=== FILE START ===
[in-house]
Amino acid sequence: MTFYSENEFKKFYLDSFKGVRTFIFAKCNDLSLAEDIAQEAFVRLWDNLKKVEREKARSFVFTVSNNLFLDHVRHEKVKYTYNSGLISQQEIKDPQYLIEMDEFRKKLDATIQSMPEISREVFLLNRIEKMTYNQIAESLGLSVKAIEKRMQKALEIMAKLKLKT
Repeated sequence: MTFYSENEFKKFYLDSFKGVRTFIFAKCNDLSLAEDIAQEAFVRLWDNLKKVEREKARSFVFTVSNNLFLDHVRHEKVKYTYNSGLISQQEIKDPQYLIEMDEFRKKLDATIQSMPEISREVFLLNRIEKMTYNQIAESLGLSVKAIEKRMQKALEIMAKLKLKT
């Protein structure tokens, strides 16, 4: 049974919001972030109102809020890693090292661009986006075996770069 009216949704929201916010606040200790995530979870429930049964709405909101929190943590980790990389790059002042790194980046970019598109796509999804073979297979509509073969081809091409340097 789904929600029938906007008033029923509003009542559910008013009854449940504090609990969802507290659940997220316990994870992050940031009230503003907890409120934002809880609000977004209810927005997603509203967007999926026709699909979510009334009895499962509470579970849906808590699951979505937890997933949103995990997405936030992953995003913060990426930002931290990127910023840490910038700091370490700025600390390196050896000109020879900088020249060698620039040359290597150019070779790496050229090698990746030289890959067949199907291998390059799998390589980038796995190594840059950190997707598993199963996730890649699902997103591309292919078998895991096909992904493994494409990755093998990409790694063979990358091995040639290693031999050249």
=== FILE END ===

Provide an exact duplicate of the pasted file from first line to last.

[in-house]
Amino acid sequence: MTFYSENEFKKFYLDSFKGVRTFIFAKCNDLSLAEDIAQEAFVRLWDNLKKVEREKARSFVFTVSNNLFLDHVRHEKVKYTYNSGLISQQEIKDPQYLIEMDEFRKKLDATIQSMPEISREVFLLNRIEKMTYNQIAESLGLSVKAIEKRMQKALEIMAKLKLKT
Repeated sequence: MTFYSENEFKKFYLDSFKGVRTFIFAKCNDLSLAEDIAQEAFVRLWDNLKKVEREKARSFVFTVSNNLFLDHVRHEKVKYTYNSGLISQQEIKDPQYLIEMDEFRKKLDATIQSMPEISREVFLLNRIEKMTYNQIAESLGLSVKAIEKRMQKALEIMAKLKLKT
């Protein structure tokens, strides 16, 4: 049974919001972030109102809020890693090292661009986006075996770069 009216949704929201916010606040200790995530979870429930049964709405909101929190943590980790990389790059002042790194980046970019598109796509999804073979297979509509073969081809091409340097 789904929600029938906007008033029923509003009542559910008013009854449940504090609990969802507290659940997220316990994870992050940031009230503003907890409120934002809880609000977004209810927005997603509203967007999926026709699909979510009334009895499962509470579970849906808590699951979505937890997933949103995990997405936030992953995003913060990426930002931290990127910023840490910038700091370490700025600390390196050896000109020879900088020249060698620039040359290597150019070779790496050229090698990746030289890959067949199907291998390059799998390589980038796995190594840059950190997707598993199963996730890649699902997103591309292919078998895991096909992904493994494409990755093998990409790694063979990358091995040639290693031999050249």